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An inspector calls

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In his play 'An Inspector Calls' how does Priestley use dramatic devices and language to convey his concerns and sustain the interest of the audience? Priestley wrote the play 'An Inspector Calls' in 1945. Priestley was a socialist and had the intention of using the play 'An Inspector Calls' to broadcast his socialist ideas. He wanted to eliminate the social hierarchy. He uses the Birling family to portray a capitalist family, which was common amongst the higher classes in 1912. A family who has no care for other people, and he shows that with the power of socialism, represented by the inspector. The uneasy lies put on by the Birling family to cover up their real flaws and how they have treated Eva smith, a woman who they considered to be lower class, show that they know they were wrong. The play is set in 1912, two years before World War 1 and was shown in theatres during World War II. This way the audience can relate to the time and would become involved. He wanted to get the audience to question their own morality. The first device Priestley uses is his detailed stage directions at the opening of his play. The room is meant to have "The general effect of heavily comfortable but not cosy" which is trying to make the point that money cannot buy you happiness. Although the Birlings are rich enough to afford comfortable furniture, they have no sense of belonging to a family to make it cosy, like they have no sense of community. ...read more.


Mrs Birling is unknowingly putting the blame on her son, because she thinks that the father of Eva's child is someone of a lower class than her. It shows us how high class people always looked down on working class people and believed that only they could do such despicable things. This climax almost breaks the 'bubble' that the Birlings are living in. They pretend that they are good and loving and better than everyone else, but in reality they are the most dysfunctional family, who are worse than everyone around them. The roles of the characters shift during the play as well. Sheila, who is described at the start as "a pretty girl in her early twenties, very pleased with life and rather excited," suddenly assumes the role of the Inspector. She starts to understand that the Inspector knows all the right answers and is intrigued as to how. After he leaves she takes on his role and starts questioning her parents. It is almost as if she is leaving her father's capitalist ideas and is stepping into the Inspector's shoes, conveying his socialist ideas. This shows the audience how socialism is better than Capitalism. Sheila is forced to follow her father's capitalist ideas, nut upon given the choice; she would rather follow the Inspectors socialist idea. Also in that time women were meant to be seen and not heard, but socialism has given Sheila the chance to talk and state her feeling. This again shows that socialism is the better of the two as it shows equality between everyone. ...read more.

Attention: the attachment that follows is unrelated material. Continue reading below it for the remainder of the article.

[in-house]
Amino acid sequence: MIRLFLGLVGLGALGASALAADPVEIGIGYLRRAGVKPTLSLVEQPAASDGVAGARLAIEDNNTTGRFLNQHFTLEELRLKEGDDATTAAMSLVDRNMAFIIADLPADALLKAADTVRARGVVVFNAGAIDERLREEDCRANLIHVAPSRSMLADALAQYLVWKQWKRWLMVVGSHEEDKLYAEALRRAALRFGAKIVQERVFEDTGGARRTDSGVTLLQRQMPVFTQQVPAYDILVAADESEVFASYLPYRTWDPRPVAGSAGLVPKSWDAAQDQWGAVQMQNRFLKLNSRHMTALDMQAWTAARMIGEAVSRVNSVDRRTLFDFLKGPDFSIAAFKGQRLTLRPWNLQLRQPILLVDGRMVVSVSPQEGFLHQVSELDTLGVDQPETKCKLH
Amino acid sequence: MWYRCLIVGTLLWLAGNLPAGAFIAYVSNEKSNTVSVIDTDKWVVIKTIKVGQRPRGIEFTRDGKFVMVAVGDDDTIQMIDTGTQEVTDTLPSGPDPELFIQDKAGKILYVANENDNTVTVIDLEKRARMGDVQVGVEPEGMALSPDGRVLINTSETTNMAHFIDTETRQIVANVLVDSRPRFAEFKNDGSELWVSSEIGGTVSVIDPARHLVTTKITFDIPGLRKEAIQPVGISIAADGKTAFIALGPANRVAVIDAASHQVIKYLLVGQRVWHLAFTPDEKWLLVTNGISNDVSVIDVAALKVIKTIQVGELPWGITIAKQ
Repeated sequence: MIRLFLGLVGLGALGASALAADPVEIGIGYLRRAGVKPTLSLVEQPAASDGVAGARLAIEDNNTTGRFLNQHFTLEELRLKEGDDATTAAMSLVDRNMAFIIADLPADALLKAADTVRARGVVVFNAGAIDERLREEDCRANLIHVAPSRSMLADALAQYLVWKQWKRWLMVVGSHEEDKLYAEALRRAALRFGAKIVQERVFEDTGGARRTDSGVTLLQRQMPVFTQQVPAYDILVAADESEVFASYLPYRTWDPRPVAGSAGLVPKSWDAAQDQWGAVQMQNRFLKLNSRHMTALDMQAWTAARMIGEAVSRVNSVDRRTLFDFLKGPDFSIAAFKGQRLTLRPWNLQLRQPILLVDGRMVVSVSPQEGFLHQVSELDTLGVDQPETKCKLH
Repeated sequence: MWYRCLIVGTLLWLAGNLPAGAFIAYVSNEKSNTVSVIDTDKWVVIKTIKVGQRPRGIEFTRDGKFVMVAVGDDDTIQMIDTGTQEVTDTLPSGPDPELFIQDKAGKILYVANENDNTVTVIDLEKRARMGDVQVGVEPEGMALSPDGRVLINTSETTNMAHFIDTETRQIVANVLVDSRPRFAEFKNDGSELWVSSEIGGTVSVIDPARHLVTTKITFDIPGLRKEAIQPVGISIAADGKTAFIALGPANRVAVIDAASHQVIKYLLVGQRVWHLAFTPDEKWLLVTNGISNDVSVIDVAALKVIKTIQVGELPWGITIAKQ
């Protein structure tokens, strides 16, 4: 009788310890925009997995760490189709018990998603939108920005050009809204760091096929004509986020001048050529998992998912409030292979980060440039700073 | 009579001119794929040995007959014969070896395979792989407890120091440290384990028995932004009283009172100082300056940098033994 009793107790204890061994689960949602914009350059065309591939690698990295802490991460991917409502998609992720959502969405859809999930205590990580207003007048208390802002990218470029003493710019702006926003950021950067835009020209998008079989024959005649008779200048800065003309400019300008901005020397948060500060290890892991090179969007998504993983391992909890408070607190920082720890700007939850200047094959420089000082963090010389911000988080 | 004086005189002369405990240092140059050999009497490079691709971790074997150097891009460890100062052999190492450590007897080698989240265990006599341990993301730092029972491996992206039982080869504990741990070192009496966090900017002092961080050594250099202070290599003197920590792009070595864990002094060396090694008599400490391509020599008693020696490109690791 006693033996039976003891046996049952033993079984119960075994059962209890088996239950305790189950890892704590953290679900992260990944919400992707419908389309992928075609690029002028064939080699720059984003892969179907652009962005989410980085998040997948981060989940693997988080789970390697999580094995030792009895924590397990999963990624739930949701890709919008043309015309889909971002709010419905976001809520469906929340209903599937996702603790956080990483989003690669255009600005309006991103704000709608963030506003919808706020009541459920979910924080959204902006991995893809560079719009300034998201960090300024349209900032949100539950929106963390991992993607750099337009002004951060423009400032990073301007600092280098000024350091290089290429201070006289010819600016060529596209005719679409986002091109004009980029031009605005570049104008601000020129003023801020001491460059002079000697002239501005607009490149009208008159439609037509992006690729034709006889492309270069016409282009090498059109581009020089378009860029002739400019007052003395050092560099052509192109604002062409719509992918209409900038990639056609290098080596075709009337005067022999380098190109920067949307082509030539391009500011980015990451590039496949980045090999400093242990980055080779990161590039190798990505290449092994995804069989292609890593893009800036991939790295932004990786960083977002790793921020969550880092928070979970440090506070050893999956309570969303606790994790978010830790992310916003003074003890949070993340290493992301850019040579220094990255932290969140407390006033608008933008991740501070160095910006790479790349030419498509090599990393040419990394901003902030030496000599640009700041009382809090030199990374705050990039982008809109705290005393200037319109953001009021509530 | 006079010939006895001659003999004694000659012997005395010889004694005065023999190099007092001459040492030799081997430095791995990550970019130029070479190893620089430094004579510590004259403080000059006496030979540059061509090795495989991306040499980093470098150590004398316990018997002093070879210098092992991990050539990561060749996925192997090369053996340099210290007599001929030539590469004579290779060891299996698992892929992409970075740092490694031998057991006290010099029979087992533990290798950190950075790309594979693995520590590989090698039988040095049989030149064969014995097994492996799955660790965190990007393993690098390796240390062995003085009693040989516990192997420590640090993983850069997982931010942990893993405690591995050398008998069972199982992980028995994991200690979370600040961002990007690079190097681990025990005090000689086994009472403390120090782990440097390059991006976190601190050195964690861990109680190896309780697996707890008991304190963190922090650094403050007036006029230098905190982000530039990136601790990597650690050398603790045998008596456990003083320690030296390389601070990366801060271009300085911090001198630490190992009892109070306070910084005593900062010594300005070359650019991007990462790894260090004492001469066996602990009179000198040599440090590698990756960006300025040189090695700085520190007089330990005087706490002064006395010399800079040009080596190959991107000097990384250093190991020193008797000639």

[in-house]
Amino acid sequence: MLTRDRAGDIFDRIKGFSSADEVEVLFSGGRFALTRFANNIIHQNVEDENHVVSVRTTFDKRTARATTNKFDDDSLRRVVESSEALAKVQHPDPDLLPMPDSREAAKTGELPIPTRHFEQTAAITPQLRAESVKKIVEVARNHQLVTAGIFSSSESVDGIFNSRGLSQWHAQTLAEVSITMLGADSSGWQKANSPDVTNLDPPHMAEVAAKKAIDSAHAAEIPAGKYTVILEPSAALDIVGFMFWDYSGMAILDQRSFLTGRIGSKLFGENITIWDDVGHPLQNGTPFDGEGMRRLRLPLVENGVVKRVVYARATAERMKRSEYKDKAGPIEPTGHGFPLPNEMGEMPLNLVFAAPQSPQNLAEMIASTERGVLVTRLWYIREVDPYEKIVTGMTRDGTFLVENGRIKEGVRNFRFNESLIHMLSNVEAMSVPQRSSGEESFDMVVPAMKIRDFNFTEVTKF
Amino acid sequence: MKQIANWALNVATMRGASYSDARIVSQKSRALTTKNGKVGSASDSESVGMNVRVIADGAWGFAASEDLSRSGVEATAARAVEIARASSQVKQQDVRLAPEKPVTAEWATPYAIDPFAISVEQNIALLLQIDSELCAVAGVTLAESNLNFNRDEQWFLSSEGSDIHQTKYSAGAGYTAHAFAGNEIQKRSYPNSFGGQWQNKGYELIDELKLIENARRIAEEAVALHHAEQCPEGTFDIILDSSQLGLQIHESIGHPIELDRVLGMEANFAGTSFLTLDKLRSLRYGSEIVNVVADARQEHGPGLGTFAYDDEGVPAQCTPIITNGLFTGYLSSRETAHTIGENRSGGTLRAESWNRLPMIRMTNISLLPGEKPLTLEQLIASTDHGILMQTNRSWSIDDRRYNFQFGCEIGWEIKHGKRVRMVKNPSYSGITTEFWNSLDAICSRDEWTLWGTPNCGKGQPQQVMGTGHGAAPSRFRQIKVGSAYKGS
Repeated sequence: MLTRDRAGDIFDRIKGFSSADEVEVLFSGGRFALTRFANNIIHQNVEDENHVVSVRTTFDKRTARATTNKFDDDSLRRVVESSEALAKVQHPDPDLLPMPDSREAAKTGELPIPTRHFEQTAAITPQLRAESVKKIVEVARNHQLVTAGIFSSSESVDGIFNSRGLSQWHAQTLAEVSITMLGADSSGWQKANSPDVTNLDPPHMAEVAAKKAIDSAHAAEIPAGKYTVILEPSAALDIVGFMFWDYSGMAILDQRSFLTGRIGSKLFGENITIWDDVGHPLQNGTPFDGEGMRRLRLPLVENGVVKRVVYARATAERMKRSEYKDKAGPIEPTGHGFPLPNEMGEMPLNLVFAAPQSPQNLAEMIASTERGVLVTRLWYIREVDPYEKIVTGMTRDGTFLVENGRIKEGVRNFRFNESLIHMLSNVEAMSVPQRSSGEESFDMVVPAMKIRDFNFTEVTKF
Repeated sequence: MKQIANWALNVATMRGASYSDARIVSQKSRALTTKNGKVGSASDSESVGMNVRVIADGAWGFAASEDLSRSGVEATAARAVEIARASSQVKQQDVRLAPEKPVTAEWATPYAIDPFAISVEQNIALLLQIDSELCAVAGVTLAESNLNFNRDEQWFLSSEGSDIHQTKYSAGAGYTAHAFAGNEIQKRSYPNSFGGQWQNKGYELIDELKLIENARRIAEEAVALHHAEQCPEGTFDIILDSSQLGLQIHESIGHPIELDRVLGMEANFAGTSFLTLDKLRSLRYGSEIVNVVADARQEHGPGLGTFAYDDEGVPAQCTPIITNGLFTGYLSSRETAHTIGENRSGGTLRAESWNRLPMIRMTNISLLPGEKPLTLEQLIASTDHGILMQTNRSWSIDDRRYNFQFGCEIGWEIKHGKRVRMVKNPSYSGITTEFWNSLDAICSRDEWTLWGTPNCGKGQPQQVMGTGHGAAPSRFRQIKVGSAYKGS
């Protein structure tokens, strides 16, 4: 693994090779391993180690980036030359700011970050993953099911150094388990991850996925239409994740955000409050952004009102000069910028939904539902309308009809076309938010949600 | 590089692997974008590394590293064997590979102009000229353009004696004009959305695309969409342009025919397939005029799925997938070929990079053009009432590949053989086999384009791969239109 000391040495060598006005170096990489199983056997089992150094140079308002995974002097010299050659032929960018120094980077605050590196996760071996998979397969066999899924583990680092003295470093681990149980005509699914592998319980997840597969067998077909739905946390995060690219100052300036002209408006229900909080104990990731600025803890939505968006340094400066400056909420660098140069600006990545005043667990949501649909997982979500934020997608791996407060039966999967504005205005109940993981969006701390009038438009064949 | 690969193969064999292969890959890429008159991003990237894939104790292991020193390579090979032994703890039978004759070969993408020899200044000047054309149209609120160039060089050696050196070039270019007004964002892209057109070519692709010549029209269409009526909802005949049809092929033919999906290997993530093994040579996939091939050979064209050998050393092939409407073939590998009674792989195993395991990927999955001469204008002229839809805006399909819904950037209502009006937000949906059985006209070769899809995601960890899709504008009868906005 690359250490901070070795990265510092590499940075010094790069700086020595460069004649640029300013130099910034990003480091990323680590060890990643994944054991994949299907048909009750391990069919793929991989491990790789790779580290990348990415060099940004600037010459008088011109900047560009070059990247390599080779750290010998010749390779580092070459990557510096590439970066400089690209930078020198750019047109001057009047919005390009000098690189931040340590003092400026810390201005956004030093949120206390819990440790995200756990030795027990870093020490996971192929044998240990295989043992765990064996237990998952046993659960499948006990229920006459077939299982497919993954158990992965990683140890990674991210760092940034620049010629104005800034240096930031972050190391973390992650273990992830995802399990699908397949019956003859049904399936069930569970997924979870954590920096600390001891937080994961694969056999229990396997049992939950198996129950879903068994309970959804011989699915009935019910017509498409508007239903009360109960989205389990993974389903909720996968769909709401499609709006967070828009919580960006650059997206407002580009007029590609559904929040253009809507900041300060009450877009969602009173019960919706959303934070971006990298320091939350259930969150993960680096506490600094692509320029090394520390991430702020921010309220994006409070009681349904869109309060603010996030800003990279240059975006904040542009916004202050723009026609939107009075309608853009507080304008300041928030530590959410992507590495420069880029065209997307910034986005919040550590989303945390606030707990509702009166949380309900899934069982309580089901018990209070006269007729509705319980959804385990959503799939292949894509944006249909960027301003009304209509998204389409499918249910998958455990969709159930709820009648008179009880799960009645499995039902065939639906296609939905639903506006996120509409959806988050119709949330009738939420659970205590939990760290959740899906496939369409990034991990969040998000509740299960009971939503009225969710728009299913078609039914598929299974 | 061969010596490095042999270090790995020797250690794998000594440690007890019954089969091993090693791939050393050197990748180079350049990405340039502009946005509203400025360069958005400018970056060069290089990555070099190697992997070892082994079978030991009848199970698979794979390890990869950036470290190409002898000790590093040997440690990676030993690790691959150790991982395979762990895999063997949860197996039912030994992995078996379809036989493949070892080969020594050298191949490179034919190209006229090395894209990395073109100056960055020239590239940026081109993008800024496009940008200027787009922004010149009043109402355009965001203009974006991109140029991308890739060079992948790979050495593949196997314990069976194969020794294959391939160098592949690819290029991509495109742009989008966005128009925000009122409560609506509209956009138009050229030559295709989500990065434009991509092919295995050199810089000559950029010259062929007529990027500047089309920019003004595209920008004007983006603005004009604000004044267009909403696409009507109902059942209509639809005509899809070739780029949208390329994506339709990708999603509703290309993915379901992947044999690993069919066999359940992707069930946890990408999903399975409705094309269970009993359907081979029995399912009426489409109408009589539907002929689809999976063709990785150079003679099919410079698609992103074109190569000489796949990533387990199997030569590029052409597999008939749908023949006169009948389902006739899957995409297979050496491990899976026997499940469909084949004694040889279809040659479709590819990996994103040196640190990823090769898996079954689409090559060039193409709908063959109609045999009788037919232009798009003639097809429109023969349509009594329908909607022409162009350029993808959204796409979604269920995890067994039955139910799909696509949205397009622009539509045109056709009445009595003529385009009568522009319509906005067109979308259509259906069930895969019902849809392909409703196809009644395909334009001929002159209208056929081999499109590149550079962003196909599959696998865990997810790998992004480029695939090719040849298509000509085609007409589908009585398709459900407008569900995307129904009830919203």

He also tries to show this by having the Inspector say that "we are all part of one community," while Mr. Birling says "as if we are bees in a hive," as if the community is vulgar, while the Inspector is showing just how wrong he is. Priestly has constructed an almost complete contrast between Mr. Birling and the Inspector, one representing Priestley's opinions and the other representing Pre World War One social opinions. Mr. Birling is ridiculed in the play with his speeches about the future. Mr. Birling is very explosive in his speech, which shows the uncomfortable nature of Capitalism, and how it can be upset by minimal things. The Inspector is given authority in his speeches and shows he is always calm and in control. This shows the audience that of the two ideas socialism is the better. I think that the main dramatic device used is the idea of collective responsibility. This is a major theme of the play. As well as trying to make the Birling family take personal responsibility for Eva's death he also wants them to know that together they killed her. Priestley wants the audience to take responsibility for their mistakes, he wants them to feel guilty and work together to make things right. The fact that Priestley questions the morality of the audience is what makes them interested throughout the play. The audience feel as if they're the ones that are being judged, and questioned, and that they need to confess and accept their responsibility. This involvement and idea of responsibility in my opinion is what makes 'An Inspector Calls' an incredible, thought provoking play. ?? ?? ?? ?? Sophie Kiani An Inspector Calls Coursework Redraft ...read more.

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